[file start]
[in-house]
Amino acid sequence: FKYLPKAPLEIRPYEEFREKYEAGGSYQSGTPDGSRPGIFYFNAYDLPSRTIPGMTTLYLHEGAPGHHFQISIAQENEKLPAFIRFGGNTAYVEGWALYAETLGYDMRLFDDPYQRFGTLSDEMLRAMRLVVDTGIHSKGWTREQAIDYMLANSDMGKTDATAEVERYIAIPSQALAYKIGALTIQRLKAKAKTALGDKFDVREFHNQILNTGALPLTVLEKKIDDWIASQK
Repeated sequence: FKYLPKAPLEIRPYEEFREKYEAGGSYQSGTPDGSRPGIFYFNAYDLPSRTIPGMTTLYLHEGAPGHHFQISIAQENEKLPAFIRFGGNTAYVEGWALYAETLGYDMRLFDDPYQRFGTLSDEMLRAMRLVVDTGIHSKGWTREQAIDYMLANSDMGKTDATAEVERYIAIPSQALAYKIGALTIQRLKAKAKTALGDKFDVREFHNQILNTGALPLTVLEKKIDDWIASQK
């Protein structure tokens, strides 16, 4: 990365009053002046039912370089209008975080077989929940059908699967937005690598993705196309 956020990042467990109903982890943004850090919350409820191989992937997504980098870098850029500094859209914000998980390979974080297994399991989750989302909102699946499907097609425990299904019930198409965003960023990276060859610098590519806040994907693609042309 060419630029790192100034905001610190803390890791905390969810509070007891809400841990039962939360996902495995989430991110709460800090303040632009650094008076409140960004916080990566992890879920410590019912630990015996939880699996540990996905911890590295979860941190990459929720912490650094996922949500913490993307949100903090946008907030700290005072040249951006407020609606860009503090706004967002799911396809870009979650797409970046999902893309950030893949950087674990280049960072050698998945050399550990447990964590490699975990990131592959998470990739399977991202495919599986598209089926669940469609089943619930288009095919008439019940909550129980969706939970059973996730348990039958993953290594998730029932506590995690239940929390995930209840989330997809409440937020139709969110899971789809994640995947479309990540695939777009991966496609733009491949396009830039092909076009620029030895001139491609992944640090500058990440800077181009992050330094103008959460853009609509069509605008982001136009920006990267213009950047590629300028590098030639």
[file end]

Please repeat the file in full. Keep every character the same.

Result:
[in-house]
Amino acid sequence: FKYLPKAPLEIRPYEEFREKYEAGGSYQSGTPDGSRPGIFYFNAYDLPSRTIPGMTTLYLHEGAPGHHFQISIAQENEKLPAFIRFGGNTAYVEGWALYAETLGYDMRLFDDPYQRFGTLSDEMLRAMRLVVDTGIHSKGWTREQAIDYMLANSDMGKTDATAEVERYIAIPSQALAYKIGALTIQRLKAKAKTALGDKFDVREFHNQILNTGALPLTVLEKKIDDWIASQK
Repeated sequence: FKYLPKAPLEIRPYEEFREKYEAGGSYQSGTPDGSRPGIFYFNAYDLPSRTIPGMTTLYLHEGAPGHHFQISIAQENEKLPAFIRFGGNTAYVEGWALYAETLGYDMRLFDDPYQRFGTLSDEMLRAMRLVVDTGIHSKGWTREQAIDYMLANSDMGKTDATAEVERYIAIPSQALAYKIGALTIQRLKAKAKTALGDKFDVREFHNQILNTGALPLTVLEKKIDDWIASQK
């Protein structure tokens, strides 16, 4: 990365009053002046039912370089209008975080077989929940059908699967937005690598993705196309 956020990042467990109903982890943004850090919350409820191989992937997504980098870098850029500094859209914000998980390979974080297994399991989750989302909102699946499907097609425990299904019930198409965003960023990276060859610098590519806040994907693609042309 060419630029790192100034905001610190803390890791905390969810509070007891809400841990039962939360996902495995989430991110709460800090303040632009650094008076409140960004916080990566992890879920410590019912630990015996939880699996540990996905911890590295979860941190990459929720912490650094996922949500913490993307949100903090946008907030700290005072040249951006407020609606860009503090706004967002799911396809870009979650797409970046999902893309950030893949950087674990280049960072050698998945050399550990447990964590490699975990990131592959998470990739399977991202495919599986598209089926669940469609089943619930288009095919008439019940909550129980969706939970059973996730348990039958993953290594998730029932506590995690239940929390995930209840989330997809409440937020139709969110899971789809994640995947479309990540695939777009991966496609733009491949396009830039092909076009620029030895001139491609992944640090500058990440800077181009992050330094103008959460853009609509069509605008982001136009920006990267213009950047590629300028590098030639």